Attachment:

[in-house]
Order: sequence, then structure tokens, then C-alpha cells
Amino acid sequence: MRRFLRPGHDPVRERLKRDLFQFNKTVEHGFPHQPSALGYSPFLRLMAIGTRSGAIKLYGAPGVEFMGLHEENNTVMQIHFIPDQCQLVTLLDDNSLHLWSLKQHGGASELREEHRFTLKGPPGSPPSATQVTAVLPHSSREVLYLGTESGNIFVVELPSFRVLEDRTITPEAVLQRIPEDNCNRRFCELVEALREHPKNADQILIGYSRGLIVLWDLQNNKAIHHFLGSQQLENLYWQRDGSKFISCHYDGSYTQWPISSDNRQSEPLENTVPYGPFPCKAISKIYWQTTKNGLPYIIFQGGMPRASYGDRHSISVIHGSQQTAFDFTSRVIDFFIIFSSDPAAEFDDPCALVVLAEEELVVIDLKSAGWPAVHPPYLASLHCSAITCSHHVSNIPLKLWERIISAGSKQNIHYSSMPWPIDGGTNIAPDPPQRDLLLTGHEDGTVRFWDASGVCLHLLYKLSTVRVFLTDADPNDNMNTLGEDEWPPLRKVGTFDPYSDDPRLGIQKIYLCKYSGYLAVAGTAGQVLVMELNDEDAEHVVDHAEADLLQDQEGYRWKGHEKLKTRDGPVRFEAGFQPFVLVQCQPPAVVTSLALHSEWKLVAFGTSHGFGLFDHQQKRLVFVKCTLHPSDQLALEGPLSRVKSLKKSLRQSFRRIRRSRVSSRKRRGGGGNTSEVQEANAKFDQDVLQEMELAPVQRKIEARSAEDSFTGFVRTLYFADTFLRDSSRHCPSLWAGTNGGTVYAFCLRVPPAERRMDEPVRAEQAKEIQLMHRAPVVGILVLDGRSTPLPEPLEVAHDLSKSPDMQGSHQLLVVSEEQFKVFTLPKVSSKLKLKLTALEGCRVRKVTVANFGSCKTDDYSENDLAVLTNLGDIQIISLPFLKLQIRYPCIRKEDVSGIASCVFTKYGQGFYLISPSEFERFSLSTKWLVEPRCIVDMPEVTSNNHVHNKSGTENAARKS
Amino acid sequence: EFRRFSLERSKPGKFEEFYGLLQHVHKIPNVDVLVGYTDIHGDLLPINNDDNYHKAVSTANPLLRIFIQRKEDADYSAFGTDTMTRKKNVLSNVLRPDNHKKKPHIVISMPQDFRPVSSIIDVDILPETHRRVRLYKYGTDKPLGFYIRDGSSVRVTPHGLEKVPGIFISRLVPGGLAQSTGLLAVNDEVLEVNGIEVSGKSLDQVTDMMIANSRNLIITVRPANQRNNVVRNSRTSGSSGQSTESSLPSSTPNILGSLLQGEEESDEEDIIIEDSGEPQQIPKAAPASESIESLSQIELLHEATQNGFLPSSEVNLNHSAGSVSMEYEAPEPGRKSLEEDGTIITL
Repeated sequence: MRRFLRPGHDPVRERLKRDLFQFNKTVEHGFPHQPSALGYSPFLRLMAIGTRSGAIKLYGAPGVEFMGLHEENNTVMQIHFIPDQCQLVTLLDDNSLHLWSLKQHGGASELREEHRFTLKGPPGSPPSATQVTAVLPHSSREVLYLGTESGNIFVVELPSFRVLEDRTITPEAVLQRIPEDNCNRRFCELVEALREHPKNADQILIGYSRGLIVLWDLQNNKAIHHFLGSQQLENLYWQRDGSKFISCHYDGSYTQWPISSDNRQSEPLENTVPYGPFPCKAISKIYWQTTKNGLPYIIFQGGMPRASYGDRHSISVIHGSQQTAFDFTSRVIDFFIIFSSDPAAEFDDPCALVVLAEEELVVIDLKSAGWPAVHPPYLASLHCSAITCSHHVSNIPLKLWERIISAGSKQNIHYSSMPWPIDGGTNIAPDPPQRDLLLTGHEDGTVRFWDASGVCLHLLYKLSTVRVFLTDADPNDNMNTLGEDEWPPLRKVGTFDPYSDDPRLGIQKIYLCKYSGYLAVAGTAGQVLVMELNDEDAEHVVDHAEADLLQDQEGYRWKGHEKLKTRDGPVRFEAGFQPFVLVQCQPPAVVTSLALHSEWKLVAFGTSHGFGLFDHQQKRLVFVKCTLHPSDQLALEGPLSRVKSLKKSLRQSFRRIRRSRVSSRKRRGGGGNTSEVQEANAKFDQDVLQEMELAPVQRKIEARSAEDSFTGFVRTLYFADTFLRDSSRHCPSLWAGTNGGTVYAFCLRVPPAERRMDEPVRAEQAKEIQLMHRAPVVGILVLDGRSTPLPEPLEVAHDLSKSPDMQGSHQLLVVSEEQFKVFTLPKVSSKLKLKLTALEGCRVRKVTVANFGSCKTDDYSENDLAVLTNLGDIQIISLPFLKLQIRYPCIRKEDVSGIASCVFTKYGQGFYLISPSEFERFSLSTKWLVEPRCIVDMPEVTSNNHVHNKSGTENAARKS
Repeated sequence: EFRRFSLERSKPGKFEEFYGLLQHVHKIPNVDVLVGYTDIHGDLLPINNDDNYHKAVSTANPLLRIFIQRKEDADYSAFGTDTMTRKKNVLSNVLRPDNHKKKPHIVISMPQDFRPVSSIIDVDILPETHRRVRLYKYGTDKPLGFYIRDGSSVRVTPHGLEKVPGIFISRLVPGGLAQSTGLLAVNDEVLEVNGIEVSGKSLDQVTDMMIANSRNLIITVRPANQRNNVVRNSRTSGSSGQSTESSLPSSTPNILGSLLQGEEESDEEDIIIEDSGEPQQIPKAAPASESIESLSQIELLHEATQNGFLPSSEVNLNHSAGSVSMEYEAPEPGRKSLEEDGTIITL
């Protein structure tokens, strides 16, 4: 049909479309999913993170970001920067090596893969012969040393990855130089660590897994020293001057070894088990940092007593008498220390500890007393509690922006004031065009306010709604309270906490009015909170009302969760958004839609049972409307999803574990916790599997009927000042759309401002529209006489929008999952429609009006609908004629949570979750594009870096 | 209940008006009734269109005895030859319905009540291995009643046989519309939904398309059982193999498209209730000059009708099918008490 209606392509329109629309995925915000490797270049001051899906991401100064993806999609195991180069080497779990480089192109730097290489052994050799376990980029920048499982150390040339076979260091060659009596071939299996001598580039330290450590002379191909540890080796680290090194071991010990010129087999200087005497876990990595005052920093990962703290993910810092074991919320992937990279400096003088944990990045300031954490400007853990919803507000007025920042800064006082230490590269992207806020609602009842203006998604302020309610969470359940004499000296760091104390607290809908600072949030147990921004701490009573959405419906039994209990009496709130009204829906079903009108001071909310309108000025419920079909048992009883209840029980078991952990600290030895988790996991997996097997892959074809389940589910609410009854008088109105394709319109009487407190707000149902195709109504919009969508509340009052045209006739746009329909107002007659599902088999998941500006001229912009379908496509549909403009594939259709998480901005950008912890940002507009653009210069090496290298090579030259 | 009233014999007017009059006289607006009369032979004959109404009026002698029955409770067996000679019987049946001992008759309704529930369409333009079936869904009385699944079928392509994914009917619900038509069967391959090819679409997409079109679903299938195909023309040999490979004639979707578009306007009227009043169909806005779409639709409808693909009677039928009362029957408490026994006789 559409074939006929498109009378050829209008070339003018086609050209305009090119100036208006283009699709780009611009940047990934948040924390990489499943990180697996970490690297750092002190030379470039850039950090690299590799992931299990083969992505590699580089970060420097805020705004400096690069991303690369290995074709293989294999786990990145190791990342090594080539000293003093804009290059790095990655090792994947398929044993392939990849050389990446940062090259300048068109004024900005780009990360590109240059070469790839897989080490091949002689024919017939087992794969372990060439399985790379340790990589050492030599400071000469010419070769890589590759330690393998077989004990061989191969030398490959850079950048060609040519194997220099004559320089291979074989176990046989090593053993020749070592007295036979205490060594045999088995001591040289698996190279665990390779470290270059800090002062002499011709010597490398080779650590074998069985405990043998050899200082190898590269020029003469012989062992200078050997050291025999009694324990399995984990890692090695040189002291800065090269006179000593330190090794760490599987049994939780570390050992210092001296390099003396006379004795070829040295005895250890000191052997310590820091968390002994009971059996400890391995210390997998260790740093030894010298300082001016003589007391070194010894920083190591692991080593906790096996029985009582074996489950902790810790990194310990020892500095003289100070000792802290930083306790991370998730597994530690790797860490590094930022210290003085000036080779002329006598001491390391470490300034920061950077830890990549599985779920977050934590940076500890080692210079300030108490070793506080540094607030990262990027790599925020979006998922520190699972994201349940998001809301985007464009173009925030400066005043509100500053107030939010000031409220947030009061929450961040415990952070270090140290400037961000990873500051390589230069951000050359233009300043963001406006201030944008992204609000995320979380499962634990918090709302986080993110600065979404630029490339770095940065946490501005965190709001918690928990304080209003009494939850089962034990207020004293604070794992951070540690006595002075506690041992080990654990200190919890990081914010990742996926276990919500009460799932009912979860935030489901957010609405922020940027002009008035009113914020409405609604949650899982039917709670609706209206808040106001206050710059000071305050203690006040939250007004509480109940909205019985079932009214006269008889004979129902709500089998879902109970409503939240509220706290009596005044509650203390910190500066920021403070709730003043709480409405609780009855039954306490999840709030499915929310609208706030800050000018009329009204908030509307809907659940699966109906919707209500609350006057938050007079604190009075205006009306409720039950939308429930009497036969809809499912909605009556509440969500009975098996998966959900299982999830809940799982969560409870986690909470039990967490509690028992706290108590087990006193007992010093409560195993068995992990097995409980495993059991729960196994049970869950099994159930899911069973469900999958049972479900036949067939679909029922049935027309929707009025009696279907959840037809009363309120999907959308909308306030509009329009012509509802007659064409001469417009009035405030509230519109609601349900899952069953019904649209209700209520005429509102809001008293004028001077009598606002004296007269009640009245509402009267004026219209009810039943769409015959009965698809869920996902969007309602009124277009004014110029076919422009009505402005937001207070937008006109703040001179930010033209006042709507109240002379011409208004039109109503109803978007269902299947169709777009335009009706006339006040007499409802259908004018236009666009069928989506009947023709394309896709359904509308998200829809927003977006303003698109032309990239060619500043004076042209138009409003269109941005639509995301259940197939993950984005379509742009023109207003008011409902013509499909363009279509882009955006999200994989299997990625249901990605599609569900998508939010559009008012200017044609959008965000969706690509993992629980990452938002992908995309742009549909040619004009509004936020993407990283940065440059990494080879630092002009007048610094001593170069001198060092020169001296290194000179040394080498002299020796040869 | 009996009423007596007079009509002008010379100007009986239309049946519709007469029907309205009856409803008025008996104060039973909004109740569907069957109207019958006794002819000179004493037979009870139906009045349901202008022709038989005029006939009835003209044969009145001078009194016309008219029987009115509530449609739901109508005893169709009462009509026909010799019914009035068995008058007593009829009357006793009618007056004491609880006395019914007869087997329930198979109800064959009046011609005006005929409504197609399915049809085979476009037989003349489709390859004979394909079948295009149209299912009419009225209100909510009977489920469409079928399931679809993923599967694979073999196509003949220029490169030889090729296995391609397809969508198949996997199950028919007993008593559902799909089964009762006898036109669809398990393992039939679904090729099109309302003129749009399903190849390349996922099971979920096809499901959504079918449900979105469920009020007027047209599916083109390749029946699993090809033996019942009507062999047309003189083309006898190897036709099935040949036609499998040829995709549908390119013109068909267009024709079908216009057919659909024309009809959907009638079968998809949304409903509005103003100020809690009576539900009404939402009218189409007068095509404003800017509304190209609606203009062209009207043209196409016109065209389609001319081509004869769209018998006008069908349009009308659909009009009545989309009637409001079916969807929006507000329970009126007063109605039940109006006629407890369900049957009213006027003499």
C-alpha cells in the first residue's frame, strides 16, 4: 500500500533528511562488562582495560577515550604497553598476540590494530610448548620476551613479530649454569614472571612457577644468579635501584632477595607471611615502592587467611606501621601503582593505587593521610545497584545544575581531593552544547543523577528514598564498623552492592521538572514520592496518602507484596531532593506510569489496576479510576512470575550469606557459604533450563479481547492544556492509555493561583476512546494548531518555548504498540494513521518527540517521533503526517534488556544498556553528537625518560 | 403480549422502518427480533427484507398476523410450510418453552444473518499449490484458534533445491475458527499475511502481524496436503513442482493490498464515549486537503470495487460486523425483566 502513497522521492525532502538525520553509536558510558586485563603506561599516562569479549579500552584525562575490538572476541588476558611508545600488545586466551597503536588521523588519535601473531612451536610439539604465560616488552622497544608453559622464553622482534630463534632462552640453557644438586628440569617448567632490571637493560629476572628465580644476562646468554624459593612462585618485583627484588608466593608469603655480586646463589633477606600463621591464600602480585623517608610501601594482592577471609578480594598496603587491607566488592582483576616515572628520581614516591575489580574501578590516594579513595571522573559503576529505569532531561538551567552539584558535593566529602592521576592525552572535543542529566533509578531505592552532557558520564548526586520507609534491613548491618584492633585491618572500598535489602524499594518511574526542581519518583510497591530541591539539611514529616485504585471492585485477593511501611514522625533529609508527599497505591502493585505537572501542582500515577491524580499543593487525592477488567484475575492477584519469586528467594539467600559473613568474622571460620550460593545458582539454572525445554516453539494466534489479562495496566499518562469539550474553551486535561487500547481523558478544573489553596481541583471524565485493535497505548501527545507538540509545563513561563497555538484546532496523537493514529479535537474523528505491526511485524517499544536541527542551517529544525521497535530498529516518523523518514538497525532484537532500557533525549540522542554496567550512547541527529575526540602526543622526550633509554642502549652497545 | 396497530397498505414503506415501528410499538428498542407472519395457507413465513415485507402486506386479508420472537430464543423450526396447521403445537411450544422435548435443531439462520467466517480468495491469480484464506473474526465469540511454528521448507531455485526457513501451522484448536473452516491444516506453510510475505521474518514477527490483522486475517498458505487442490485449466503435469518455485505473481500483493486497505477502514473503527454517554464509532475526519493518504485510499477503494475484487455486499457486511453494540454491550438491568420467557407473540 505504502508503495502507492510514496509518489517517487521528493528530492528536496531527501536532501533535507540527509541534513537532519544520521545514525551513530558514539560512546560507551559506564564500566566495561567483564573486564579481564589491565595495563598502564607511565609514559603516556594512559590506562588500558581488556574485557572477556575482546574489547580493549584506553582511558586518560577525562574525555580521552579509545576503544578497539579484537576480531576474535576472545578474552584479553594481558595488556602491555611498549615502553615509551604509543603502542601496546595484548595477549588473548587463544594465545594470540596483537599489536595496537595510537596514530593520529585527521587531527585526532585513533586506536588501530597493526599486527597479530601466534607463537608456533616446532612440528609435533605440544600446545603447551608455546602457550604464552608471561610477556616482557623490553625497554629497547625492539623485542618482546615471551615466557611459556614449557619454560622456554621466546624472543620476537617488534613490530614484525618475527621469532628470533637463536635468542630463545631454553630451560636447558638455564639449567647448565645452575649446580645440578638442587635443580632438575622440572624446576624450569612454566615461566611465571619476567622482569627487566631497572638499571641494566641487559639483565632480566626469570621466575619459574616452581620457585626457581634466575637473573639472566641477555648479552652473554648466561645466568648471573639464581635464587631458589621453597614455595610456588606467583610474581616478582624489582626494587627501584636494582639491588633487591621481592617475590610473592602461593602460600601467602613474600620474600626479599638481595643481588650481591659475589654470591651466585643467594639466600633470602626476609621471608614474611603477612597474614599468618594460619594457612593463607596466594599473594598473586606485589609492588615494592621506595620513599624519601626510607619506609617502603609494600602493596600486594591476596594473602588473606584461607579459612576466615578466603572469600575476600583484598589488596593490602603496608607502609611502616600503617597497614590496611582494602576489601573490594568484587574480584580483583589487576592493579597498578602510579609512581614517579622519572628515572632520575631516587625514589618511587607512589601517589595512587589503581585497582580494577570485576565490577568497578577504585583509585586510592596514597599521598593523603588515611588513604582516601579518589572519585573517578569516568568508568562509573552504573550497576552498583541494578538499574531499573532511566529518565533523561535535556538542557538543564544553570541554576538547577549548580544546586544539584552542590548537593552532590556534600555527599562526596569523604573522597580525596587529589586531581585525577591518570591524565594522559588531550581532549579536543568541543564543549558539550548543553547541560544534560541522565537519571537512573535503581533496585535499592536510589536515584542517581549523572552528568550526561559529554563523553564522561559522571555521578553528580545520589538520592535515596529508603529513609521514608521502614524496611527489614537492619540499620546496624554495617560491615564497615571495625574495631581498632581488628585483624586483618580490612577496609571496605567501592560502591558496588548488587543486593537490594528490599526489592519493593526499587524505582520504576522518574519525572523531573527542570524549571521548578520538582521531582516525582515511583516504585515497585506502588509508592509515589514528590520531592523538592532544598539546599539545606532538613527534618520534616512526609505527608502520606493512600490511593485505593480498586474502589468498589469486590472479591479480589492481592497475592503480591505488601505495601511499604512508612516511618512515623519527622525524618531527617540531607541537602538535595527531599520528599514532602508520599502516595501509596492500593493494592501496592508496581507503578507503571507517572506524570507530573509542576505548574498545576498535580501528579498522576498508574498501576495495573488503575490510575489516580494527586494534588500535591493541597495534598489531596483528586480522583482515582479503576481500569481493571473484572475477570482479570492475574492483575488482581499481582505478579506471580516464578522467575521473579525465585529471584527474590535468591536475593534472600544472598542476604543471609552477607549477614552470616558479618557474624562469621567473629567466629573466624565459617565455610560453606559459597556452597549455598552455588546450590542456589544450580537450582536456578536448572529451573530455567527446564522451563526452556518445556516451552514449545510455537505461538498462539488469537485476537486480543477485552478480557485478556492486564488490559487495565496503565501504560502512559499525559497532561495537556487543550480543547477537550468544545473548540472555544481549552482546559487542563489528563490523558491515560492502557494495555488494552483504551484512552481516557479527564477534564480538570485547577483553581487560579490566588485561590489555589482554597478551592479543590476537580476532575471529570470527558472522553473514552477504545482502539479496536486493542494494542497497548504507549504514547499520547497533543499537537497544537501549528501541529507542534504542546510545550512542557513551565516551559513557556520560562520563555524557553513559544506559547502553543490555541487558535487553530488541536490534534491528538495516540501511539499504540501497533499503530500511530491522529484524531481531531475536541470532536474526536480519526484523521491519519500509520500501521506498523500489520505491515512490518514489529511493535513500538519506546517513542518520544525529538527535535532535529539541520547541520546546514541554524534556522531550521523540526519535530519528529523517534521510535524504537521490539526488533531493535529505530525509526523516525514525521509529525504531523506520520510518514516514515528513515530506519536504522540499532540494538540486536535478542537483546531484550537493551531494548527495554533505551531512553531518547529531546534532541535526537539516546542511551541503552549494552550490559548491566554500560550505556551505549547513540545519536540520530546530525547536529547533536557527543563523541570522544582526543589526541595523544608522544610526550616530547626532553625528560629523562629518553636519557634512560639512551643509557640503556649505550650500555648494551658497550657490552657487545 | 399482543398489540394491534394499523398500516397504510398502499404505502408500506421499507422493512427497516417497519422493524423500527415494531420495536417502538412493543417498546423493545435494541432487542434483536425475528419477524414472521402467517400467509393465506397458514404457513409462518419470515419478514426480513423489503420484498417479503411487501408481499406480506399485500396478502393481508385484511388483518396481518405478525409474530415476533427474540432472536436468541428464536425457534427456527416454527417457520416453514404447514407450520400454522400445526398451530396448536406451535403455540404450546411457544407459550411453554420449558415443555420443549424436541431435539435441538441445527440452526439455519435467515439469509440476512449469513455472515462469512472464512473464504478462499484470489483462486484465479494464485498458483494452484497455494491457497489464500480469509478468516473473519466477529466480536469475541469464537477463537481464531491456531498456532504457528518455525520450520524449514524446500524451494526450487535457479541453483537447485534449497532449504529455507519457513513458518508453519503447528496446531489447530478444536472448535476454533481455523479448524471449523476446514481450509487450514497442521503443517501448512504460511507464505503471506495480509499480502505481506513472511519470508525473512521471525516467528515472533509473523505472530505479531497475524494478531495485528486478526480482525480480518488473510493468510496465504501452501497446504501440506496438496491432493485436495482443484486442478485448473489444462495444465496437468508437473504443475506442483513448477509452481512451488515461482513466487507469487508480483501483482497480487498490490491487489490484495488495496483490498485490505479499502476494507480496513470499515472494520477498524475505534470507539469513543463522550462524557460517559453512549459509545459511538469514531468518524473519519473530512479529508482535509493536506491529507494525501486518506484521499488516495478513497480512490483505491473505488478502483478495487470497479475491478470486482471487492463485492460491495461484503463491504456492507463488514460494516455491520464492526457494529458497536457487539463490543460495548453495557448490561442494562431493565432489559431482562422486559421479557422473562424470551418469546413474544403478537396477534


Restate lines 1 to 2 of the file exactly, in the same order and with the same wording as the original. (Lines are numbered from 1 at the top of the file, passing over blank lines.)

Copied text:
[in-house]
Order: sequence, then structure tokens, then C-alpha cells